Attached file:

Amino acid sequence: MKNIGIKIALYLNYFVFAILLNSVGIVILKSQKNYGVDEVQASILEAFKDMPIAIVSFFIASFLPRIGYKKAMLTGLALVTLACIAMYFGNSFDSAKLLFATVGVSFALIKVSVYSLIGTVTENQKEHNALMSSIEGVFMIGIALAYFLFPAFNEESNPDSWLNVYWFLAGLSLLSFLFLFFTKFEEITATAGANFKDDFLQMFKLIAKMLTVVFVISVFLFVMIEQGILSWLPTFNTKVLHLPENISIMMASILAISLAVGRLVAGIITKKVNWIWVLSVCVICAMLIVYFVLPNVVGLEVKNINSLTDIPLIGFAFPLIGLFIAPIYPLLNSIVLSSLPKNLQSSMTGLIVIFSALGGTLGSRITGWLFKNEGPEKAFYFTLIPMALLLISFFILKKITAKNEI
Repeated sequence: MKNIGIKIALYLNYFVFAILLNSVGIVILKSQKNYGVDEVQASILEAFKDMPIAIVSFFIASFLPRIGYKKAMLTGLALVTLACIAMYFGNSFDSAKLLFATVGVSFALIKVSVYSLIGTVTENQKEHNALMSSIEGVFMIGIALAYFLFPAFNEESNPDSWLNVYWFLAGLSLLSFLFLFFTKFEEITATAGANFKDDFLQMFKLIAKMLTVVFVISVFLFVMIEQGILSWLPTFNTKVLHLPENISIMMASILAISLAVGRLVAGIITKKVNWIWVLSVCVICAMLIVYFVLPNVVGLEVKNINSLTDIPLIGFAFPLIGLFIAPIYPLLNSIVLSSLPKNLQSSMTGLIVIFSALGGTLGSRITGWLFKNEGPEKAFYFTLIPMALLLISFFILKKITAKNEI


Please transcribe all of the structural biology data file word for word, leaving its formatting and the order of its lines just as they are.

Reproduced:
Amino acid sequence: MKNIGIKIALYLNYFVFAILLNSVGIVILKSQKNYGVDEVQASILEAFKDMPIAIVSFFIASFLPRIGYKKAMLTGLALVTLACIAMYFGNSFDSAKLLFATVGVSFALIKVSVYSLIGTVTENQKEHNALMSSIEGVFMIGIALAYFLFPAFNEESNPDSWLNVYWFLAGLSLLSFLFLFFTKFEEITATAGANFKDDFLQMFKLIAKMLTVVFVISVFLFVMIEQGILSWLPTFNTKVLHLPENISIMMASILAISLAVGRLVAGIITKKVNWIWVLSVCVICAMLIVYFVLPNVVGLEVKNINSLTDIPLIGFAFPLIGLFIAPIYPLLNSIVLSSLPKNLQSSMTGLIVIFSALGGTLGSRITGWLFKNEGPEKAFYFTLIPMALLLISFFILKKITAKNEI
Repeated sequence: MKNIGIKIALYLNYFVFAILLNSVGIVILKSQKNYGVDEVQASILEAFKDMPIAIVSFFIASFLPRIGYKKAMLTGLALVTLACIAMYFGNSFDSAKLLFATVGVSFALIKVSVYSLIGTVTENQKEHNALMSSIEGVFMIGIALAYFLFPAFNEESNPDSWLNVYWFLAGLSLLSFLFLFFTKFEEITATAGANFKDDFLQMFKLIAKMLTVVFVISVFLFVMIEQGILSWLPTFNTKVLHLPENISIMMASILAISLAVGRLVAGIITKKVNWIWVLSVCVICAMLIVYFVLPNVVGLEVKNINSLTDIPLIGFAFPLIGLFIAPIYPLLNSIVLSSLPKNLQSSMTGLIVIFSALGGTLGSRITGWLFKNEGPEKAFYFTLIPMALLLISFFILKKITAKNEI